Cologne Summer School “CHINA global: the Politics of Infrastructure”, September 2-9, 2019
In cooperation with the University of Nottingham Ningbo China, PR China
The Excellence Forum “CHINA global: ideas, values, practices” organized the interdisciplinary summer school CHINA global: the Politics of Infrastructure, taking place from September 2-9, 2019 in cooperation with the University of Nottingham Ningbo China. The Excellence Forum CHINA global was established at the University of Cologne in 2017 as part of the German Excellence Initiative and involves the Universities of Cologne, Fudan, Nottingham-Ningbo and Xiamen, as well as the Stiftung Asienhaus (Cologne) as institutional partners.
For Master and PhD students of the University of Cologne, the summer school was part of the graduate course “CHINA global: the Politics of Infrastructure”, jointly organized by representatives of Social and Cultural Anthropology, Philosophy, and Modern Chinese Studies.
For students participating in this course the program included two public lectures by invited speakers, as well as two research seminars in Cologne prior to the summer school in Ningbo. The first public lecture by Prof. Dr. Ellen Hertz (University of Neuchâtel) was scheduled for June 18, 2019 and titled “Communication as Governmentality: Transnational Corporate Social Responsibility Comes to the Chinese Countryside”. The second public lecture was given on July 9, 2019 by Dr. Matthew Erie (University of Oxford) and titled “China’s ‘Law and Development’ Moment? Outbound Capital, Risk, and Order”. After the lecture, students engaged in a lively discussion with Dr. Matthew Erie.
The summer school CHINA global: the Politics of Infrastructure focused on the social, political, economic and moral dimensions of Chinese investments in transnational infrastructure projects, particularly the Belt and Road Initiative (BRI) aka The New Silk Road, a major expression of a new China-centered globalization that is distinctive in its scale and speed. Students heard lectures and discussed anthropological, economic, and philosophical perspectives on infrastructure, development, and urbanization. As practical illustrations to the academic program, the summer school was complemented by excursions to the Tianyi Pavilion in Ningbo, one of the oldest private libraries in China, the ancient town of Cicheng, and a visit to the Ningbo Museum (organized by the University of Nottingham Ningbo China).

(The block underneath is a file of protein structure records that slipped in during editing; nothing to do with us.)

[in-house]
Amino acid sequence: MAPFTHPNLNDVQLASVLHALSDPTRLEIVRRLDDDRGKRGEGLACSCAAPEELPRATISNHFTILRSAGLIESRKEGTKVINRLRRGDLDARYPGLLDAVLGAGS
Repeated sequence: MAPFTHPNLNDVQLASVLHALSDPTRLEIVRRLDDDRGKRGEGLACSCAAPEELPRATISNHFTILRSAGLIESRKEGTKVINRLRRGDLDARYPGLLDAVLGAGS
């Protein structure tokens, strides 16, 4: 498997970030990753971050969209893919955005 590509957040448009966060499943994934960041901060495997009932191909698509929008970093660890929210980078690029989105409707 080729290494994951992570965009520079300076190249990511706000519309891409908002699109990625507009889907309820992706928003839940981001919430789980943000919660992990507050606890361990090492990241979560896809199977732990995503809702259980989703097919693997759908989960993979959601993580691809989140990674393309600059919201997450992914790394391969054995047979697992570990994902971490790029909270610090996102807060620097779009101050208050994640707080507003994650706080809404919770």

In total, there were 16 Master and PhD students participating in the summer school. These included 10 Master and PhD students from Cologne (Social and Cultural Anthropology, Modern Chinese Studies, and Philosophy), 5 students from the University of Nottingham Ningbo China (International Studies and International Communications), and one PhD student from Lanzhou University. Chinese participants had been independently recruited by CHINA global partners at the University of Nottingham Ningbo China.
The schedule of the summer school composed of daily lectures that were followed by work groups and plenaries. The work groups were led by Dr. Roberta Zavoretti and Amtul Shaheen, M.A. (both University of Cologne) and concentrated on forming questions and statements on the texts that accompanied the lectures. In the plenaries, these were presented to the respective author and speaker and discussed with all participants and teachers.